So how can you manage rainwater on a smaller scale in your own garden?

Nigel Dunnett, Professor of Planting Design and Vegetation Technology, and Director of the Green Roof Centre at the University of Sheffield is an expert in rain gardens and small scale rainwater management features. His research has looked at innovative approaches in planting design and landscaping that serve to store, collect and infiltrate rainwater runoff. Examples include the use of storm water or through flow planters, which are essentially raised, planted beds at the base of buildings that can take runoff water directly from roofs or adjacent areas of hardstanding.

The key to Dunnett’s research is that it can be replicated on a small scale in one’s own garden and can be just as effective in terms of its aesthetic and ecological value, particularly in urban areas.

Other approaches to managing rainwater include reducing runoff from hard surfaces, such as driveways and patios, by using permeable paving that allows water to soak directly into the ground. Roofs on sheds and garages or any external outbuildings in the garden could have green roofs installed. Furthermore, you could use Dunnett’s techniques of creating rain gardens and create a truly sustainable garden that works with nature and not against it.

Nigel Dunnett was a recent speaker with the University of Bristol Botanic Garden Friends’ Lecture series.

Comments

Popular posts from this blog

Christmas and the Botanic Garden

Being out and about in the Garden gives a sense of the changing of the seasons, a sense brought about by the combination of light, temperature, wildlife and, of course, plants. This is felt most keenly at this time when we are the furthest from the sun that we will be, until next year. I find mid-winter an uplifting time; leafless trees show their bones and wildlife is easier to spot. It’s amazing how much life is flitting around in an old oak tree when you take the time to look into its branches. The sky seems bigger in winter and the sunsets more vivid. This might just be that we don’t get to see them so much in midsummer, but at this time of year we see the sun rise in the Garden and set in the Garden.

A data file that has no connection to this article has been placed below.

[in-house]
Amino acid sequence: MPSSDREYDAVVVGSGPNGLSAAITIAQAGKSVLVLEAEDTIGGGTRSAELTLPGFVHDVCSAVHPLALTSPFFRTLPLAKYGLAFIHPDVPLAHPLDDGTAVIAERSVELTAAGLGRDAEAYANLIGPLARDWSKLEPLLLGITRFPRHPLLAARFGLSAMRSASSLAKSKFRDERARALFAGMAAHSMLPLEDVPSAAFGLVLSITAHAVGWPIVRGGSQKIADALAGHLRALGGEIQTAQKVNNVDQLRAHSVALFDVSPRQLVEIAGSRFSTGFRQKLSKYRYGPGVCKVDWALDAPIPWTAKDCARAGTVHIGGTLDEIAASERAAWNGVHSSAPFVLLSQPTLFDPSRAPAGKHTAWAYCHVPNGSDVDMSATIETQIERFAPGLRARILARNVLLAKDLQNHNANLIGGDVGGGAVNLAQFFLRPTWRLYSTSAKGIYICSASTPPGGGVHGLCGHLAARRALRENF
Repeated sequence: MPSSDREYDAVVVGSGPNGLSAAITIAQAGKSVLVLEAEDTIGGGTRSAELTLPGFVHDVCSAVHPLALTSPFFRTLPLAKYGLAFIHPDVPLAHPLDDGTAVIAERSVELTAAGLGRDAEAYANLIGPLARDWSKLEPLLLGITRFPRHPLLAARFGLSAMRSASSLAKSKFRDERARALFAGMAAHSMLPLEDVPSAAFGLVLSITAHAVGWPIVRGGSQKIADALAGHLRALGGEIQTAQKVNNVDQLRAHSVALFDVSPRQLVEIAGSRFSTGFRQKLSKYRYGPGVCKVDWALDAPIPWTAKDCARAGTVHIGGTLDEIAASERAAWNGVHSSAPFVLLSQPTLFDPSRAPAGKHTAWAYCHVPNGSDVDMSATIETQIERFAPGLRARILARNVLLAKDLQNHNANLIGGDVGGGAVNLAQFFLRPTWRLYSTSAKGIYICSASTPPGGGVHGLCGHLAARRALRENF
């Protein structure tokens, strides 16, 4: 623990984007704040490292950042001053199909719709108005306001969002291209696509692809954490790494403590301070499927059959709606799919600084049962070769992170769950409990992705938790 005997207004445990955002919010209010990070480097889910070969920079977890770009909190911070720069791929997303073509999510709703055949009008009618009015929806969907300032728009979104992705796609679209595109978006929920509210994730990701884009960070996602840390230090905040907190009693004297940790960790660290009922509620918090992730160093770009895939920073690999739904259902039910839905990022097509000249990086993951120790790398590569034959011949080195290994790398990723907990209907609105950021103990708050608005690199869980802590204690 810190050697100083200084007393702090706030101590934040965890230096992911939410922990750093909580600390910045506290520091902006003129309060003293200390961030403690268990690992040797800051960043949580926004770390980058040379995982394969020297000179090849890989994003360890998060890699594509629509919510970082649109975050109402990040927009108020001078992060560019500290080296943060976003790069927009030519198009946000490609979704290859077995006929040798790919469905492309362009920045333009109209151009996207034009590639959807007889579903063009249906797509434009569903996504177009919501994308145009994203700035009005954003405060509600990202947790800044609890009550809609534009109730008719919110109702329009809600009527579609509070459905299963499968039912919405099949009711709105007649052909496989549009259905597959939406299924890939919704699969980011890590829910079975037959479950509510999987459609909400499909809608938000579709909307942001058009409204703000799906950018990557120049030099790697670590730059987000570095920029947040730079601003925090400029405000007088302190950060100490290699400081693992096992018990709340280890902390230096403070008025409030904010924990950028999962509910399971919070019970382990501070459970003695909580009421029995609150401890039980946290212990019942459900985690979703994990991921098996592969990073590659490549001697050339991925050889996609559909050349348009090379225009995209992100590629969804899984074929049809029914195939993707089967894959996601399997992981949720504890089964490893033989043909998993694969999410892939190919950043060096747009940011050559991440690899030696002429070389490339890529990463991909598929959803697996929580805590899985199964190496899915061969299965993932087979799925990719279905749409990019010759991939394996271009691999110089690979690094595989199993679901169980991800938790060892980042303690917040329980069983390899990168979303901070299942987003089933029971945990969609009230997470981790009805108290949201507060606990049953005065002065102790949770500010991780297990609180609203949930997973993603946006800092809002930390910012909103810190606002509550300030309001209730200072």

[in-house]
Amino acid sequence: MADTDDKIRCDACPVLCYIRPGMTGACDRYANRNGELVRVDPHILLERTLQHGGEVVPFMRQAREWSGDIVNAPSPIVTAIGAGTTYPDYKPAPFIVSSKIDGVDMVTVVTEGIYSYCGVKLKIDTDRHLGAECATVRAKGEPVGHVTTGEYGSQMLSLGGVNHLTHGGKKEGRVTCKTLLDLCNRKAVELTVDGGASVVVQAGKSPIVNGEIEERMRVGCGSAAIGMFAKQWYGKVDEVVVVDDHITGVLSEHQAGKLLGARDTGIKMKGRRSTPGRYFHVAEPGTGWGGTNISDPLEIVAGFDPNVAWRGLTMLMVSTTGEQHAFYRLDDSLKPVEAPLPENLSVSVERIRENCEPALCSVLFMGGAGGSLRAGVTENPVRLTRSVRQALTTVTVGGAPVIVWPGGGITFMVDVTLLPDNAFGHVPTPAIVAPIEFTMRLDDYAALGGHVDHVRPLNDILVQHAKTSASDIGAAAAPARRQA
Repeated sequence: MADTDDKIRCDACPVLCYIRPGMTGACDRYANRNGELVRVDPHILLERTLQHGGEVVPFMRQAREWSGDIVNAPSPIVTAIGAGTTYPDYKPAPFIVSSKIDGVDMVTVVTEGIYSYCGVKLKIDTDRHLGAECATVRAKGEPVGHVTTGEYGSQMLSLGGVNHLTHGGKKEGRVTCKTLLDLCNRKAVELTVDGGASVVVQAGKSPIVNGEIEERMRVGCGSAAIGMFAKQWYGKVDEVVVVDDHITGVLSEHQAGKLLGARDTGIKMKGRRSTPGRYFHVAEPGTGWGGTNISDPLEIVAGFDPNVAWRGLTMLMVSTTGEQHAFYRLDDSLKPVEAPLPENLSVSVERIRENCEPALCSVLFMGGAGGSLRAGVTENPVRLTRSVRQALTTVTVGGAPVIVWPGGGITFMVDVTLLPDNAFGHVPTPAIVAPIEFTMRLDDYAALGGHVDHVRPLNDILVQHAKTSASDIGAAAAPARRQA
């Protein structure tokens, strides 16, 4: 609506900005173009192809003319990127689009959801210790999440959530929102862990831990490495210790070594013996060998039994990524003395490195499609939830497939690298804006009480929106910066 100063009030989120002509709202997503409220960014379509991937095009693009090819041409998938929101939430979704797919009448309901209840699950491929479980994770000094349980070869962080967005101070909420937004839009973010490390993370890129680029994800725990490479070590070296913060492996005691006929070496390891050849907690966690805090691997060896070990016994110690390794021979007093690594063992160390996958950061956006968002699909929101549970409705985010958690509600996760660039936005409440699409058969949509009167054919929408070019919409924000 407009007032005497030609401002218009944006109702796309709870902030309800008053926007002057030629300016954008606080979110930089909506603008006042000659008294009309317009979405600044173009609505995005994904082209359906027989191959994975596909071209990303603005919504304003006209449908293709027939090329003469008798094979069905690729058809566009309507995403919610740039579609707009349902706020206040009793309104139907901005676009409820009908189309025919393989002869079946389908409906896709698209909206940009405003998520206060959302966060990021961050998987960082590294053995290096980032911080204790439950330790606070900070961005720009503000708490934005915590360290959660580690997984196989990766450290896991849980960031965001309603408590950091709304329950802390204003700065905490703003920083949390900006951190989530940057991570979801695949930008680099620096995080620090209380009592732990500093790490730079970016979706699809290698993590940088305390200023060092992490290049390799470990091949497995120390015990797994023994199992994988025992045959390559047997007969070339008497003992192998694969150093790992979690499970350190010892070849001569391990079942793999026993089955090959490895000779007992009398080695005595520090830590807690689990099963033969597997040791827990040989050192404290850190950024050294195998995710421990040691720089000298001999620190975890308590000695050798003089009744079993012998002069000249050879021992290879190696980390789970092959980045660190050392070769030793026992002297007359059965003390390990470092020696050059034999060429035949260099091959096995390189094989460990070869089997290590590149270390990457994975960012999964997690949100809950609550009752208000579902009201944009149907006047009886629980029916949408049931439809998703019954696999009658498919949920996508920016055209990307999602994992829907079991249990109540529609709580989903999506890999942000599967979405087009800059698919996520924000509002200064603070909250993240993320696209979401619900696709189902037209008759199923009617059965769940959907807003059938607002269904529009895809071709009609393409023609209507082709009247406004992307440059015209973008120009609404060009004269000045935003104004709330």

From this moment the days get a little longer and we begin to see movement in the soil, small signposts to spring that don’t occur before midwinter. Snowdrops and winter aconite emerge in January; tiny and fragrant flowers emerge on shrubs such as witch-hazel, Daphne, winter flowerin…

In the guts of bees

By Nicola Temple We hear a great deal about the beneficial bacteria that live in our digestive system and commonly referred to as the microbiome, which help us turn indigestible materials into nutrients that we can absorb. There are countless probiotic products on the market that are meant to introduce more of these beneficial bacteria into our system, enriching our microbiome. However, humans and indeed mammals are not alone in having helpful microflora in the gut.

The microbes that inhabit the guts of social bees has been of particular interest recently. These microbial communities have been studied for their role in bee health, but also as a model organism to help understand the relationship between hosts and their gut microbes, potentially providing insight into our own system.

The specialised cast of microbes The microbiome of bees is relatively simple, but very specialised. There are about eight to ten bacterial species, but different species of bee will carry different strai…

Why doesn't everyone compost?

By Alida Robey
Composting was an inherent part of how we lived when I was growing up – nothing was wasted.  Food scraps went to the chickens, kitchen and garden waste to one of several  compost heaps and leaves were piled into a pit for future leaf-mould.
Today,  I live in a flat with a small decked courtyard. I have access to five compost bins in an area of communal gardens in Clifton (Bristol, UK); this means with almost no effort at all the only rubbish I produce is recycling and an occasional black bag of non-recycleable inorganic waste. I don't even have to keep a compost bin at home. And still each week along my road I see quantities of black bags destined for landfill spilling out onto the pavement with fruit and veg and greenery.  Given the years I have spent trying to coax friends and neighbours in different locations to compost, this scene is a heart-rending weekly reminder of my lack of success in this personal campaign!
So when I was camping a few weeks ago, and had r…